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Having worked in the social sector for a little over a decade, I have firsthand experience with the art and science of getting social impact programs off the ground. Towards the tail end of 2020, I was hired by Newark, New Jersey, to launch the city’s inaugural two-year guaranteed income pilot program and led the program for its first year. During this period, some important lessons about how to develop a successful pilot program emerged.

Guaranteed income is an unconditional, recurring cash grant given directly to income-qualified individuals—no strings attached and no work requirements. Though related to universal basic income (UBI), it is not the same. UBI grants are universal and require no means testing. In contrast, guaranteed income gives cash to people living below the poverty line or with inconsistent or no income and entails a qualifying process. It is nonetheless considerably less bureaucratic than typical social safety net policies in that it provides a steady, predictable stream of cash to recipients to spend however they see fit.

In 1967, Dr. Martin Luther King advocated for guaranteed income as the simplest and most effective solution to poverty.

Financially insecure households can effectively use such cash to address their short- and long-term needs. Guaranteed income respects the dignity of those receiving it, freeing recipients to navigate their own unique situations. It is not a substitute for work. It is meant to supplement, rather than replace, the existing social safety net and job sector and can be a critical tool for improving racial and gender equity.

In 1967, Dr. Martin Luther King advocated for guaranteed income as the simplest and most effective solution to poverty. The Black Panther Party, Detroit civil rights leader and labor activist , and the National Welfare Rights Organization were also proponents of using guaranteed income to address poverty, while feminists in the Wages for Housework movement in the 1970s proposed using guaranteed income to counter the male breadwinner model.

President Lyndon B. Johnson’s Office of Economic Opportunity launched a series of basic income experiments in the 1960s. A three-year pilot program, called the New Jersey Graduated Work Incentive Experiment, was carried out in Trenton, Passaic, Paterson, and Jersey City. The program granted participating low-income families $4,352 a year (approximately $30,000 today). Notably, there was no widespread withdrawal from work by program recipients.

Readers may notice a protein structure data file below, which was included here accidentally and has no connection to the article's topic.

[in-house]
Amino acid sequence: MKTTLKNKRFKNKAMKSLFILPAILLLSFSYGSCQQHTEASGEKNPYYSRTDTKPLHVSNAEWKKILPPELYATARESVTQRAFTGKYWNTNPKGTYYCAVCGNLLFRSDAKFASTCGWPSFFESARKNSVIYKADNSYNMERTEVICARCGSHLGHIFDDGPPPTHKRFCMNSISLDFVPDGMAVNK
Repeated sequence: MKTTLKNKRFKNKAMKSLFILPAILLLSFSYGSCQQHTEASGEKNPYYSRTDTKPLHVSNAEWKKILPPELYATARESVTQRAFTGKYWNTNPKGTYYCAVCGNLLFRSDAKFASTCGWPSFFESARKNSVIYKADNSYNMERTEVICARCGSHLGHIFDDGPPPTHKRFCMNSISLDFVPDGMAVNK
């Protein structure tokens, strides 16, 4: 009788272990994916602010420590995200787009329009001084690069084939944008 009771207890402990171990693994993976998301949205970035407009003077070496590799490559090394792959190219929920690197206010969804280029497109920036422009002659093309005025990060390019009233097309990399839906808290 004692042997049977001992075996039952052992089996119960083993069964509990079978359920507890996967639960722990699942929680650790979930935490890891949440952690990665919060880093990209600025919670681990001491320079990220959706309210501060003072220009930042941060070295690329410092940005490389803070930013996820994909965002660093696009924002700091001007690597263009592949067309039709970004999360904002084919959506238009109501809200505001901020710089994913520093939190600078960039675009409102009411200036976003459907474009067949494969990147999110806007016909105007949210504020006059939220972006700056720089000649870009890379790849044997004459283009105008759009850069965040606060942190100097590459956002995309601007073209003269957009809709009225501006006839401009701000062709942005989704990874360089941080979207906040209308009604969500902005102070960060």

Today, several guaranteed income pilot programs have been launched in response to economic inequities that the COVID-19 pandemic exposed and exacerbated. In 2018, Stockton, California’s then-Mayor Michael Tubbs announced the first citywide guaranteed income program in the country, the Stockton Economic Empowerment Demonstration, or SEED. Launched in 2019, SEED randomly selected 125 Stockton residents, who received $500 a month for two years. In 2021, San Francisco launched a six-month pilot program, called Miracle Money, which distributed $500 a month to 15 people experiencing homelessness in the city.

The Magnolia Mother’s Trust, now the longest-running guaranteed income pilot program in the United States, was launched in 2018. The program distributes $1,000 a month to 100 Black mothers in Jackson, Mississippi.

As we begin to glean more data from participants of guaranteed income pilot programs, it is important to understand how such programs can be implemented.


Designing a Successful Guaranteed Income Strategy: Ten Key Elements

Below, I highlight ten components of a successful launch of a guaranteed income pilot program, based on my experience in Newark, New Jersey. These components can be employed through a nonprofit organization or city government.

  1. Political will from key decision-makers: A commitment from key leaders to invest in the program’s launch sends a message to the greater community that people have a vested interest in seeing the program to fruition. Without this step, it is difficult to secure community members’ trust in the program and, consequently, their participation in the community engagement process.

When identifying key decision makers, be mindful of the environment in which the program is set to occur. For example, at a nonprofit, key decision makers might include the organization’s board members and staff. Board members will be responsible for approving the plan to execute a pilot program, influencing the pilot program’s design, and leveraging resources to bring the idea to life. Staff may be responsible for leveraging resources to launch the program and participating in various stages of its implementation.